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Whether You Call It “Protest” or “Rioting” May Depend on Your Race

On average, white and black Americans have different ideas as to what’s behind the recent unrest in Ferguson and Baltimore. A Wall Street Journal/NBC poll of 508 adults found that nearly two-thirds of African Americans felt that theShow More Summary

Don Draper Meets the Chicago School

May 20, 2015 Posted by Jay Livingston In the next-to-last episode of “Mad Men,” Don Draper has walked out of an important meeting at work and driven to Wisconsin searching for a waitress he had a brief affair with. Not finding her, he now continues to Kansas and Oklahoma. Show More Summary

junior theorists symposium 2015

As usual, the Junior Theorists Symposium has an amazing line up. Day before the ASA. Check it out! Junior Theorists Symposium University of Chicago Social Sciences Room 122 August 21, 2015 8:30 – 9:00 | Coffee and Bagels 9:00 – 10:50 | Race and Gender Clayton Childress (University of Toronto) – “Cultures of Inequality: […]

If David Miliband Had Won ...

The polls were with Labour. The feedback on the doorstep was very encouraging. It looked like all the naysayers and the problems of the previous five years had been put to bed. Until that exit poll flashed up on the nation's TV screens. Show More Summary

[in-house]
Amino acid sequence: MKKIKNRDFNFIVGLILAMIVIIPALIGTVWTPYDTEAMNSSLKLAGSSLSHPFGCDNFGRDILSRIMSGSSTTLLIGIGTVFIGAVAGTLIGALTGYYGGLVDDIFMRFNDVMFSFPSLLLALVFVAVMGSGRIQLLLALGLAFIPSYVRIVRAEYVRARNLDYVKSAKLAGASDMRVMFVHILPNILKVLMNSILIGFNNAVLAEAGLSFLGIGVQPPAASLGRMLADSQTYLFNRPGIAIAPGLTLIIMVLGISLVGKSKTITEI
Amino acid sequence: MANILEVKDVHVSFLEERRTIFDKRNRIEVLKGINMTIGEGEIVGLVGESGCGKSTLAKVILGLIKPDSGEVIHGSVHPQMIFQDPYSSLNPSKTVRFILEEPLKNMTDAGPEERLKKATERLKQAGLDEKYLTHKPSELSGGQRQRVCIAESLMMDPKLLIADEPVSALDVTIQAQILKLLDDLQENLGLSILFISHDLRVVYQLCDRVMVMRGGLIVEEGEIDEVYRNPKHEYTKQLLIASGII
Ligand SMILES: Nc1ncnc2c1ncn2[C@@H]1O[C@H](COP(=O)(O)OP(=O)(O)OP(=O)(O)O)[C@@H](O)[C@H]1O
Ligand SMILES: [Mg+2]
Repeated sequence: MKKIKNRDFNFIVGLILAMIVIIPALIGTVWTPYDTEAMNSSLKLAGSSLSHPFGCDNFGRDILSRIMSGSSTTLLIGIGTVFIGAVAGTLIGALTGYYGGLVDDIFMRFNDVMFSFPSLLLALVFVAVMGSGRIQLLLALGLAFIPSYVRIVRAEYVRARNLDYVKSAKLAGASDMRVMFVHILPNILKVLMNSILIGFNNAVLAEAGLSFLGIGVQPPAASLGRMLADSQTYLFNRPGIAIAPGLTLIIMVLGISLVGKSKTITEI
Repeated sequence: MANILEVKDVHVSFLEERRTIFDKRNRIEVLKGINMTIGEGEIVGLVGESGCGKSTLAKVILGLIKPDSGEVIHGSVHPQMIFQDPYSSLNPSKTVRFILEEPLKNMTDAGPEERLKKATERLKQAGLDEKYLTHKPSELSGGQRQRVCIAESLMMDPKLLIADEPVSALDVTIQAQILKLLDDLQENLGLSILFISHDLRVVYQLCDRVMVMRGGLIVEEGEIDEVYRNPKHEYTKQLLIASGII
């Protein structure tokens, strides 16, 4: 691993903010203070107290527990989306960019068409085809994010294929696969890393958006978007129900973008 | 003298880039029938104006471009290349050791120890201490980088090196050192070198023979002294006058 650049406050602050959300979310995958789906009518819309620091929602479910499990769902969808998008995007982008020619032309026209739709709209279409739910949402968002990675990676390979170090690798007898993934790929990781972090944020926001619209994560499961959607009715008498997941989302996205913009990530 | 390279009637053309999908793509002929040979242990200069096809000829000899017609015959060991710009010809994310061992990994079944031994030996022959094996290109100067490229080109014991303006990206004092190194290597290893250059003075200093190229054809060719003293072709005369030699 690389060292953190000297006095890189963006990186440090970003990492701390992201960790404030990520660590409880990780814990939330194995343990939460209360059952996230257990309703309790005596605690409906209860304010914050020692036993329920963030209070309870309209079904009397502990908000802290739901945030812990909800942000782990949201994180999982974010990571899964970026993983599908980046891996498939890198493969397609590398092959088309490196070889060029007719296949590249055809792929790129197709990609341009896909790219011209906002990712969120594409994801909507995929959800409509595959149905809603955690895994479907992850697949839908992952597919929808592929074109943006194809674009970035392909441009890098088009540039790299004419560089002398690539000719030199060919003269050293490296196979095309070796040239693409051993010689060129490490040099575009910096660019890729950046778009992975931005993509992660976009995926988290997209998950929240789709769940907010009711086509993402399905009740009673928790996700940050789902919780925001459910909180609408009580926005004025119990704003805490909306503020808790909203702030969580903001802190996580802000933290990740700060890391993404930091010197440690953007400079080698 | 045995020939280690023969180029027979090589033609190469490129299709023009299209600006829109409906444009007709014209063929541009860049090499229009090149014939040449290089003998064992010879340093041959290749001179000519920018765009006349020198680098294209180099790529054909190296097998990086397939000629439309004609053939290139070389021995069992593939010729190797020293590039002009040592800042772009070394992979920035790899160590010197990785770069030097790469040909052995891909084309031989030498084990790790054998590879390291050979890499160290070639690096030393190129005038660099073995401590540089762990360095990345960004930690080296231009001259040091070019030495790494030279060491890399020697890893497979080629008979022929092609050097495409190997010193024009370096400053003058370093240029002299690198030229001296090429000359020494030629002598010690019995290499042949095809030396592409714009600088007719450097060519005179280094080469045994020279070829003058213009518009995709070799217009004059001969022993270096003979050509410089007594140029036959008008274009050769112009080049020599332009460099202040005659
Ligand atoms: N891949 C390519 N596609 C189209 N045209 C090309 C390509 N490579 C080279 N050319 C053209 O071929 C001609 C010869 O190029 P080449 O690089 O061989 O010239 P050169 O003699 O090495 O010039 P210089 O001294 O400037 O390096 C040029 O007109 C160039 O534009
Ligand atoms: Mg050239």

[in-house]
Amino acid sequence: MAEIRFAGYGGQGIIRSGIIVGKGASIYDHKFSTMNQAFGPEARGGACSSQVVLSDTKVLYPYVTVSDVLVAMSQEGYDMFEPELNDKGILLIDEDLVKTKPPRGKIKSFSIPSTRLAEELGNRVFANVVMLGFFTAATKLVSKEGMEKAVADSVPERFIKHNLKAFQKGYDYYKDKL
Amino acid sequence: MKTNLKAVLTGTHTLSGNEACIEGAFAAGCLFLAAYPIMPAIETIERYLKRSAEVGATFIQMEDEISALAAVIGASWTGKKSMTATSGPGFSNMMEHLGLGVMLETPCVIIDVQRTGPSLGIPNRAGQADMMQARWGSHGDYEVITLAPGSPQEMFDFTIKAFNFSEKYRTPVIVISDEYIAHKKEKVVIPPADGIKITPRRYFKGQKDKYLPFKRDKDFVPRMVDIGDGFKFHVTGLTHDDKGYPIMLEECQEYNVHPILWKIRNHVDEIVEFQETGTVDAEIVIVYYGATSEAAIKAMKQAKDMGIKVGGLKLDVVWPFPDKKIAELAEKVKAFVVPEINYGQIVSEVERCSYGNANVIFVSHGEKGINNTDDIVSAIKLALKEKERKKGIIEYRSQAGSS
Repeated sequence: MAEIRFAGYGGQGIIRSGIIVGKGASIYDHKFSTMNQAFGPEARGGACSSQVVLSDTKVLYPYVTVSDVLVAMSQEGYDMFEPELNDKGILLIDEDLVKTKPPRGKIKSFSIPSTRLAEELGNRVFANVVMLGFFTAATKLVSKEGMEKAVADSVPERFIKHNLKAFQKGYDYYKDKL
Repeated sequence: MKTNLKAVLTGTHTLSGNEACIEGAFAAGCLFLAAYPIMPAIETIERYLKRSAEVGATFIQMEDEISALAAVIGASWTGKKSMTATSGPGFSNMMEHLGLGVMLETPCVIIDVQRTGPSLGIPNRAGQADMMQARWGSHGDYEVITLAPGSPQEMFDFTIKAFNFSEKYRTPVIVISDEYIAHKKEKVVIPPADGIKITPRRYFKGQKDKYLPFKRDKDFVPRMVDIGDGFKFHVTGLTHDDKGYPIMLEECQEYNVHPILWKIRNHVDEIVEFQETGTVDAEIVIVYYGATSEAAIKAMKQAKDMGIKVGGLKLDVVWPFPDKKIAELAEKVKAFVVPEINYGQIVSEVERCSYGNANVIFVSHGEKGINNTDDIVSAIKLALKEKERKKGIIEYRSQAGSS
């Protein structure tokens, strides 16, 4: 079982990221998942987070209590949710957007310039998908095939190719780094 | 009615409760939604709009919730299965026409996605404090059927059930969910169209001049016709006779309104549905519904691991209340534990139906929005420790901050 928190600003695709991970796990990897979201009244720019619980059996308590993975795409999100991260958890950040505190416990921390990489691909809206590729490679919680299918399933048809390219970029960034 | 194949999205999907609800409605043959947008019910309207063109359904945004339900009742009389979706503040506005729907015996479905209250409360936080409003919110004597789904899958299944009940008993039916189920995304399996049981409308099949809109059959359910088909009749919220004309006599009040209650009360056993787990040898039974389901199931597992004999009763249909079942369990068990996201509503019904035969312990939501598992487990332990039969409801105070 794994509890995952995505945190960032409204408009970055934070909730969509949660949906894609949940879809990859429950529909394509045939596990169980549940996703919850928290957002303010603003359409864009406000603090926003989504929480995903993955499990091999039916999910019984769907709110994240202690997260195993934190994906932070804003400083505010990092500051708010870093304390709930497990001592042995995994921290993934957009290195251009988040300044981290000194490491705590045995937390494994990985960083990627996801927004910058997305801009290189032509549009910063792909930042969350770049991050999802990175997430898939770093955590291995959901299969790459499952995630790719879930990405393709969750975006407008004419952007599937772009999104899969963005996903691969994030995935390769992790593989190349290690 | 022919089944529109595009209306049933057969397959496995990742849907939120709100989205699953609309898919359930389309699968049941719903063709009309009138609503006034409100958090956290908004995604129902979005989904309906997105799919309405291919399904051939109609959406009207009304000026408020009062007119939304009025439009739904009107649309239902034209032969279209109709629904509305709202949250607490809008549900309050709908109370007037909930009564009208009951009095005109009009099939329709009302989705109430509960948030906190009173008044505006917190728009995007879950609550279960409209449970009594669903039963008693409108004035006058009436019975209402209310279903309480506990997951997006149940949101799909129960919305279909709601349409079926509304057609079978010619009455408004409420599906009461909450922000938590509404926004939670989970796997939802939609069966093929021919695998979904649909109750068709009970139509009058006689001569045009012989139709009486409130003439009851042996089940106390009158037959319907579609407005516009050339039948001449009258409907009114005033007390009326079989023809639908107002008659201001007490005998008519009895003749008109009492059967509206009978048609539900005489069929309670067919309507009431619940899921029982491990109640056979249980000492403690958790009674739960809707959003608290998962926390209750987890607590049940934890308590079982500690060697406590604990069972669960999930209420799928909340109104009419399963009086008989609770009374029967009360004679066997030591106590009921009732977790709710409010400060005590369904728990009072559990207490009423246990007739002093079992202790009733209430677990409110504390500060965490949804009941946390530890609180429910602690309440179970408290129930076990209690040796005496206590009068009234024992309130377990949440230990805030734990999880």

organizations and the politics of “good” work

Fellow guest blogger Ellen Berrey asked in a previous post how “powerful, elite organizations” can “lessen inequality” or “advance broad progressive causes like social justice.” As someone who has studied the progressive consultantsShow More Summary

the push for diversity

My new book, The Enigma of Diversity: The Language of Race and the Limits of Racial Justice (University of Chicago Press), is officially out today. Yay! The book is about diversity—that word, diversity—the organizational politics that coalesce around it, and the implications for the struggle for racial justice. I’m going to paste some excerpts here […]

The Persistence of White Supremacy

  In February, PBS’s Independent Lens series aired “American Denial,” a documentary examining the powerful unconscious biases around race and class that still shape racial dynamics in the United States. The film largely focuses on Swedish economist Gunnar Myrdal’s 1944 book An American Dilemma: The Negro Problem and Modern Democracy, comparing his findings about race […]

The Relative Importance of Poverty to Catholicism

At the New York Times, Ross Douthat has called out liberals who think, and declare, that churches today are more focused on “culture war” issues like abortion and homosexuality than on poverty. Ridiculous, says Douthat. Religious organizations spend only “a few hundred million dollars” on pro-life causes and “traditional marriage” but tens of billions on charities, […]

commentary on social problems (the journal)

I recently reviewed a paper for Social Problems. The decision letter noted that they accept 8% of papers. That is roughly in the ball park of ASR, AJS and other journals. On the Facebook page, I asked if Social Problems is so competitive, then why doesn’t it get the same profile or respect as ASR/AJS […]

Notes on the Labour Leadership Contest